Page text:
Every time new threats and vulnerabilities are detected, when there are changes to an entity’s business model/structures/activities, and/or whenever there are shifts in the external environment within which the subject person is operating, the BRA is to be documented and needs to be revised. It is essential that subject persons are conscious of their operational ecosystem and the risks presented by same. Any periodical novel threats identified should feature within an entity’s BRA, together with documentation of appropriate and equivalent controls.

If there are no such changes within a particular year, the subject person is still required to review its BRA annually and determine whether any changes are required thereto.

Malta Business Risk Assessment Basic Guidelines

Hereunder are some basic guidelines to be considered when an entity is compiling its upcoming BRA document.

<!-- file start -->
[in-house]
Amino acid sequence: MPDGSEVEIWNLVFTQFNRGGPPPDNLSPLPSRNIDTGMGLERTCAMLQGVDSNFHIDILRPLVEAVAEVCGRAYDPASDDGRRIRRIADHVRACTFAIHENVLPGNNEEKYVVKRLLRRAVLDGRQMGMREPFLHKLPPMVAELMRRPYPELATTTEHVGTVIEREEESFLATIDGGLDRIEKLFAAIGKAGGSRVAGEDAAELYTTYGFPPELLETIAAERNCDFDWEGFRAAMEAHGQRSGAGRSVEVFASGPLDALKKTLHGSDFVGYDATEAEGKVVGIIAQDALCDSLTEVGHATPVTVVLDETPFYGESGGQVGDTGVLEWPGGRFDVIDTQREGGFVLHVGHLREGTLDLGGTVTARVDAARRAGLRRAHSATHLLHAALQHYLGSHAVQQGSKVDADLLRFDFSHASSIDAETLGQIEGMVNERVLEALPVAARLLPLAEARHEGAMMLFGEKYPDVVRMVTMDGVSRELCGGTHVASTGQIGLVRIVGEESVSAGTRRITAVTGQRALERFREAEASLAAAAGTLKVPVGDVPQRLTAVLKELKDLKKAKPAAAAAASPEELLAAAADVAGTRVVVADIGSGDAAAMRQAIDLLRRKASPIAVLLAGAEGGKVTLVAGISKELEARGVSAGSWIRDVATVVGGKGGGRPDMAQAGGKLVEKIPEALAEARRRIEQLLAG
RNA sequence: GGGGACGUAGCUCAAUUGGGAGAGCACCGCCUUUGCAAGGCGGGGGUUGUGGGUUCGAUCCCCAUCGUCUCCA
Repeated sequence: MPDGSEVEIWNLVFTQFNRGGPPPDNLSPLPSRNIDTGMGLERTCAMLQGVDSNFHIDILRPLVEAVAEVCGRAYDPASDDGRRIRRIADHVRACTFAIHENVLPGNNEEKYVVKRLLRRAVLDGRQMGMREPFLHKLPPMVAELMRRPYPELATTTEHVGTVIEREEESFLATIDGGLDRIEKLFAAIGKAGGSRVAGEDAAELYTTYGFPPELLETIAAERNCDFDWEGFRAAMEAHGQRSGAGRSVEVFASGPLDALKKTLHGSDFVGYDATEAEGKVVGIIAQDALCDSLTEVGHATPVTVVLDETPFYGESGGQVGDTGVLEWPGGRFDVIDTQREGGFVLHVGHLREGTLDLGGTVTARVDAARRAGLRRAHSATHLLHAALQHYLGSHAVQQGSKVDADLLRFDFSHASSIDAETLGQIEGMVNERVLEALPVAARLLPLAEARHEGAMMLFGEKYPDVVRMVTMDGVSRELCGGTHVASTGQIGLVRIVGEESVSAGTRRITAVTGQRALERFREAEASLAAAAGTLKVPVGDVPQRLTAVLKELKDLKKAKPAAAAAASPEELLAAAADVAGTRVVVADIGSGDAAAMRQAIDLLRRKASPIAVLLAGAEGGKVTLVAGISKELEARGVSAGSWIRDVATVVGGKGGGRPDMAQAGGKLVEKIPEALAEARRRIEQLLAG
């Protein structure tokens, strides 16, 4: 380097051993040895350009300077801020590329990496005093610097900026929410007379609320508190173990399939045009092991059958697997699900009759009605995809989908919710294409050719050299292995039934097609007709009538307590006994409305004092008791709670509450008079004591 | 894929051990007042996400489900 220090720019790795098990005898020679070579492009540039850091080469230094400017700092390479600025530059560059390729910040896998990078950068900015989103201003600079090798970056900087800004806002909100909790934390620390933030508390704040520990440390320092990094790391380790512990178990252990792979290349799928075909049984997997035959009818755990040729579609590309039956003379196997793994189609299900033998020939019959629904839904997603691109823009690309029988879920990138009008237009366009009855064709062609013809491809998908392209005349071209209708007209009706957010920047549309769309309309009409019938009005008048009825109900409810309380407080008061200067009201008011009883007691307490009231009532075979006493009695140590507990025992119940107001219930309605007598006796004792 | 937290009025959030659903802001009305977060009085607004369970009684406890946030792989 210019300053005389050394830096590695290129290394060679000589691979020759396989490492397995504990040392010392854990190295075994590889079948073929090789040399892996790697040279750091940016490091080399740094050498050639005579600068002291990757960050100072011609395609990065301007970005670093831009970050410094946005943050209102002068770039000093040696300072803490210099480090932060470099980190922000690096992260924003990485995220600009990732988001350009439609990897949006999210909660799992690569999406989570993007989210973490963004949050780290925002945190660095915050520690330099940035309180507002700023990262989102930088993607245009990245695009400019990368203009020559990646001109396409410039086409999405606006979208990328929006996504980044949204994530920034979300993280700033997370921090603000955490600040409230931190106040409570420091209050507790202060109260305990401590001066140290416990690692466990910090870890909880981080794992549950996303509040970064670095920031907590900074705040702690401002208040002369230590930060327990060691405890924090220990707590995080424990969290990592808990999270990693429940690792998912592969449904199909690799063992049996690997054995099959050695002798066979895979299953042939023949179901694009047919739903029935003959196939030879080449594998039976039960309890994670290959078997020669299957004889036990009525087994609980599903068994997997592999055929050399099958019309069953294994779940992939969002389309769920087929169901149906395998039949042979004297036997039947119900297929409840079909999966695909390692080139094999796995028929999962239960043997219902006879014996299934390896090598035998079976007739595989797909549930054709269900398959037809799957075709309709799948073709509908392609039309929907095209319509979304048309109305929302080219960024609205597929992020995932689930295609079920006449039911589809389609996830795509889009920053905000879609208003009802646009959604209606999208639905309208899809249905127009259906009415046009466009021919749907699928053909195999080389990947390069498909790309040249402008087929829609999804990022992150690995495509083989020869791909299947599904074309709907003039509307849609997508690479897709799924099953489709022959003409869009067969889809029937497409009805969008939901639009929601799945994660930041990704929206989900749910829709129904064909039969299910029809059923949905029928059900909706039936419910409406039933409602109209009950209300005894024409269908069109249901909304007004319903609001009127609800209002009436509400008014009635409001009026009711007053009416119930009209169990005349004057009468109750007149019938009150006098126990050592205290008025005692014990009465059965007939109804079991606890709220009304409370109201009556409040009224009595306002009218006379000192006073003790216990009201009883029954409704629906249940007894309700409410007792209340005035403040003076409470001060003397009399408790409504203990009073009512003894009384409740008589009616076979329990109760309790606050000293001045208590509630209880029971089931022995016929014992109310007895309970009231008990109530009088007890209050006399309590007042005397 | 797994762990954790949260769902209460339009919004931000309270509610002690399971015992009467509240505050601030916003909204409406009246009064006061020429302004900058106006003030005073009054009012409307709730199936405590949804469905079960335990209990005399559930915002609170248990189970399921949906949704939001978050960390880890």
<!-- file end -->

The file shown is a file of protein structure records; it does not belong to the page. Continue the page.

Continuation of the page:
Whilst acknowledging the importance of a corporation’s operational risks, it’s important to note that the BRA should be restricted to evaluating money laundering threats, funding of terrorism risks and sanctions risks and should not consider other operational risks of the subject person.[2]

The BRA should include a description of the methodology adopted by subject persons in compiling it.[3] Section 3.3.1 of the IPs also explains that the BRA should define the residual risk by considering the inherent risk level across the array of ML/FT risks in the light of the effectiveness of controls applied to mitigate these risks.

Malta Business Risk Assessment: Methodology

BRA methodology should be drafted in a way as to reflect the nature, size and complexity of the entity, as well as its industry or sector which it operates. The aim is to identify, assess and discuss specific risks which may impact the organisation, which can then enable the organisation to come up with a detailed risk scoring across its ambit of operations.